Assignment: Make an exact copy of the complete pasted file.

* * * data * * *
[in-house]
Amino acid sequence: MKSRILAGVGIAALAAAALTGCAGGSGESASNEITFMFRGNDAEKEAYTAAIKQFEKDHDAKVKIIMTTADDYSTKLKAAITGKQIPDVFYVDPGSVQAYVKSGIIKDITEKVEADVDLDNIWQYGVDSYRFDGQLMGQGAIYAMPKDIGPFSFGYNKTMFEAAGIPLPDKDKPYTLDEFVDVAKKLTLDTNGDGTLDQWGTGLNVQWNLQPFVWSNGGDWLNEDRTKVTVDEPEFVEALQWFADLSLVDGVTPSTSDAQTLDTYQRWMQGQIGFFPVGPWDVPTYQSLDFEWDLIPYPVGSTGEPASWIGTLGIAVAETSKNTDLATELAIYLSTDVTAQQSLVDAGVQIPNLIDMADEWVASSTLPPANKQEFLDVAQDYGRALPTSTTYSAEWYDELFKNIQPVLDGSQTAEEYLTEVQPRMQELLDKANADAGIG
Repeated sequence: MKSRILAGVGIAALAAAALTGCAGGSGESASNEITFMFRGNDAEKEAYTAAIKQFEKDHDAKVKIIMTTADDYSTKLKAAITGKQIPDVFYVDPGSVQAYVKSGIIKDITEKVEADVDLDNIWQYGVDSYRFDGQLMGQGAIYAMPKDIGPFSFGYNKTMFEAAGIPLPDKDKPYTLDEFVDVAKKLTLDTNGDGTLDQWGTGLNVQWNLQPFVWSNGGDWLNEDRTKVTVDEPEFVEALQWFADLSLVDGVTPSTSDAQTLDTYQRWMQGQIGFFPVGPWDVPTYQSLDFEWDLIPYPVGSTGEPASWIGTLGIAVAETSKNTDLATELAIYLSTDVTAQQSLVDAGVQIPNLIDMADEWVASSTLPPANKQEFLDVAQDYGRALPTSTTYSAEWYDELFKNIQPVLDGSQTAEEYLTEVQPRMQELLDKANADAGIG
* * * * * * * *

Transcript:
[in-house]
Amino acid sequence: MKSRILAGVGIAALAAAALTGCAGGSGESASNEITFMFRGNDAEKEAYTAAIKQFEKDHDAKVKIIMTTADDYSTKLKAAITGKQIPDVFYVDPGSVQAYVKSGIIKDITEKVEADVDLDNIWQYGVDSYRFDGQLMGQGAIYAMPKDIGPFSFGYNKTMFEAAGIPLPDKDKPYTLDEFVDVAKKLTLDTNGDGTLDQWGTGLNVQWNLQPFVWSNGGDWLNEDRTKVTVDEPEFVEALQWFADLSLVDGVTPSTSDAQTLDTYQRWMQGQIGFFPVGPWDVPTYQSLDFEWDLIPYPVGSTGEPASWIGTLGIAVAETSKNTDLATELAIYLSTDVTAQQSLVDAGVQIPNLIDMADEWVASSTLPPANKQEFLDVAQDYGRALPTSTTYSAEWYDELFKNIQPVLDGSQTAEEYLTEVQPRMQELLDKANADAGIG
Repeated sequence: MKSRILAGVGIAALAAAALTGCAGGSGESASNEITFMFRGNDAEKEAYTAAIKQFEKDHDAKVKIIMTTADDYSTKLKAAITGKQIPDVFYVDPGSVQAYVKSGIIKDITEKVEADVDLDNIWQYGVDSYRFDGQLMGQGAIYAMPKDIGPFSFGYNKTMFEAAGIPLPDKDKPYTLDEFVDVAKKLTLDTNGDGTLDQWGTGLNVQWNLQPFVWSNGGDWLNEDRTKVTVDEPEFVEALQWFADLSLVDGVTPSTSDAQTLDTYQRWMQGQIGFFPVGPWDVPTYQSLDFEWDLIPYPVGSTGEPASWIGTLGIAVAETSKNTDLATELAIYLSTDVTAQQSLVDAGVQIPNLIDMADEWVASSTLPPANKQEFLDVAQDYGRALPTSTTYSAEWYDELFKNIQPVLDGSQTAEEYLTEVQPRMQELLDKANADAGIG